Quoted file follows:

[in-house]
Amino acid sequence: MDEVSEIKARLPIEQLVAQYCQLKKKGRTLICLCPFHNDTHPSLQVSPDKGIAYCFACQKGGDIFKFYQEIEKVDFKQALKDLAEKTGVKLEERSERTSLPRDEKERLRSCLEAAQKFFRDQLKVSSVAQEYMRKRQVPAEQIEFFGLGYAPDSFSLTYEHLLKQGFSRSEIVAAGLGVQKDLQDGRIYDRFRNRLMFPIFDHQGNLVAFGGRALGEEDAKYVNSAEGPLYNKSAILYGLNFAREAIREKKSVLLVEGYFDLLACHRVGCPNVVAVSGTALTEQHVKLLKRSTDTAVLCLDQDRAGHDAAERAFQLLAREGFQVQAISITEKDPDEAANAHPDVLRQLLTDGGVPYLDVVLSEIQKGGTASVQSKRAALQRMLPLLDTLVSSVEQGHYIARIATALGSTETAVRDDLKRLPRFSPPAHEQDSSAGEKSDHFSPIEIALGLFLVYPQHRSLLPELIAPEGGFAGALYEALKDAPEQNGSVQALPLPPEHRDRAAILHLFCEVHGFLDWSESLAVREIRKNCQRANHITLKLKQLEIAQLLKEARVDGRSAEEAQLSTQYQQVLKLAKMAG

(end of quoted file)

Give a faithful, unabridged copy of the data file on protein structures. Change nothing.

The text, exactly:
[in-house]
Amino acid sequence: MDEVSEIKARLPIEQLVAQYCQLKKKGRTLICLCPFHNDTHPSLQVSPDKGIAYCFACQKGGDIFKFYQEIEKVDFKQALKDLAEKTGVKLEERSERTSLPRDEKERLRSCLEAAQKFFRDQLKVSSVAQEYMRKRQVPAEQIEFFGLGYAPDSFSLTYEHLLKQGFSRSEIVAAGLGVQKDLQDGRIYDRFRNRLMFPIFDHQGNLVAFGGRALGEEDAKYVNSAEGPLYNKSAILYGLNFAREAIREKKSVLLVEGYFDLLACHRVGCPNVVAVSGTALTEQHVKLLKRSTDTAVLCLDQDRAGHDAAERAFQLLAREGFQVQAISITEKDPDEAANAHPDVLRQLLTDGGVPYLDVVLSEIQKGGTASVQSKRAALQRMLPLLDTLVSSVEQGHYIARIATALGSTETAVRDDLKRLPRFSPPAHEQDSSAGEKSDHFSPIEIALGLFLVYPQHRSLLPELIAPEGGFAGALYEALKDAPEQNGSVQALPLPPEHRDRAAILHLFCEVHGFLDWSESLAVREIRKNCQRANHITLKLKQLEIAQLLKEARVDGRSAEEAQLSTQYQQVLKLAKMAG